Java abstract classes and interfaces


Interfaces and abstract classes in Java have the potential to confuse novice programmers. While they have certain similarities they serve distinct purposes. Interfaces should be used to group behaviour and functionality that implementing types of this interface should expose, while abstract classes should be used as a basis for different subclasses. They come in handy, when you can already provide some fields and implementation to methods that all subclasses will have but cannot provide implementations to other methods, for which the subclasses will have to provide their own implementations.

Abstract classes allow you to declare fields which are not final or static. This means that an abstract class can declare state and not just behavior like an interface. Therefore, inheriting from an abstract class defines what you are instead of what you (can) do, which is what implementing an interface defines.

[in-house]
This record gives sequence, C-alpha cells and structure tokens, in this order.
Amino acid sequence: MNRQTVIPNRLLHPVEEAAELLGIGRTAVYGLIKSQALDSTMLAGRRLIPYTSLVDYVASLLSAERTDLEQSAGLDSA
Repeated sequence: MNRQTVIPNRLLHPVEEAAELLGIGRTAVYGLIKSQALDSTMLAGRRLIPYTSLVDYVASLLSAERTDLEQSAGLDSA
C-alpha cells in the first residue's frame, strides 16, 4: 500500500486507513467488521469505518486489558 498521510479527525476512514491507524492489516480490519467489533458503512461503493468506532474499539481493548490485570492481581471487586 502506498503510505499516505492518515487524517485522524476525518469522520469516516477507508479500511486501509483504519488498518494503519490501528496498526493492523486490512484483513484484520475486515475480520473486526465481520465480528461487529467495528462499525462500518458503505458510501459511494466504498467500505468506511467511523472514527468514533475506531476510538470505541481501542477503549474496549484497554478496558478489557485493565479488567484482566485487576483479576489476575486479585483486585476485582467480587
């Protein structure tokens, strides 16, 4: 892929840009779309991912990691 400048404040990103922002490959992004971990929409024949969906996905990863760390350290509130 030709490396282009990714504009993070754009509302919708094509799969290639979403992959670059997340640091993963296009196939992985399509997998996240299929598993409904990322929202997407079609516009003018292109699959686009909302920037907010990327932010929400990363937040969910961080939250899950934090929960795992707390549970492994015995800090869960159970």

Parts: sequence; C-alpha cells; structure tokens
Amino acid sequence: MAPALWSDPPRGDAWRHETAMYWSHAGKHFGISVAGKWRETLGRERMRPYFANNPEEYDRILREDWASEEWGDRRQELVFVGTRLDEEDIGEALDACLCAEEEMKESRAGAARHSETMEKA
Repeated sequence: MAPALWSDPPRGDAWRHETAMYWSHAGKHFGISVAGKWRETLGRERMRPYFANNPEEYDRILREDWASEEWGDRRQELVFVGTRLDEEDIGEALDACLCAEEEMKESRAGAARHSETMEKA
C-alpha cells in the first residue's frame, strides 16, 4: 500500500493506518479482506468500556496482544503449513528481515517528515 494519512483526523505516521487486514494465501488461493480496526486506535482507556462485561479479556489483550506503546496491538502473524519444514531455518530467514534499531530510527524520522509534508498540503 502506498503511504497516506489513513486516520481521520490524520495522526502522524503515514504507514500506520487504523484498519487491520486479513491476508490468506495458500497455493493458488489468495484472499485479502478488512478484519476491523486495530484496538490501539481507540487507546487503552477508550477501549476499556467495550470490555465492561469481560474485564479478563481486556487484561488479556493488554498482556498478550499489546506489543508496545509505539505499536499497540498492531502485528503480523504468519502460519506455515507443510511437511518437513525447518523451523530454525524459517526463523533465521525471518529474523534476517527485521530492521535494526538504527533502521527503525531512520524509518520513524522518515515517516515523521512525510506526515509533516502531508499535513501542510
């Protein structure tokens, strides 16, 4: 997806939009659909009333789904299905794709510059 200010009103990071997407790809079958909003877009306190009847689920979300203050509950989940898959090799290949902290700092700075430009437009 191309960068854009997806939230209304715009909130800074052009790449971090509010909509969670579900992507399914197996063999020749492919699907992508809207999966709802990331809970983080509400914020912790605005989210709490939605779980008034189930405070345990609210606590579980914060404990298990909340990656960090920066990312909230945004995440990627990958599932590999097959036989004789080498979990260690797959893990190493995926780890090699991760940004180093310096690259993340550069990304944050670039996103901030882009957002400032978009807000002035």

An interface can actually be regarded as a special case of an abstract class, without any non-final or non-static fields and only abstract methods (forgetting about default and static methods for now). While in abstract classes, abstract methods have to explicitly marked so with the abstract keyword, in interfaces all declared methods are by default abstract, and thus the abstract keyword can be omitted (It is not, however, wrong to include it, just uncommon).

If a class implements an interface but doesn't want to implement all of the methods it can do so by declaring itself abstract.

If an abstract class implements an interface it doesn't have to provide implementations for the interface methods (remember: interface method declarations are nothing else but abstract methods with the abstract keyword omitted for brevity.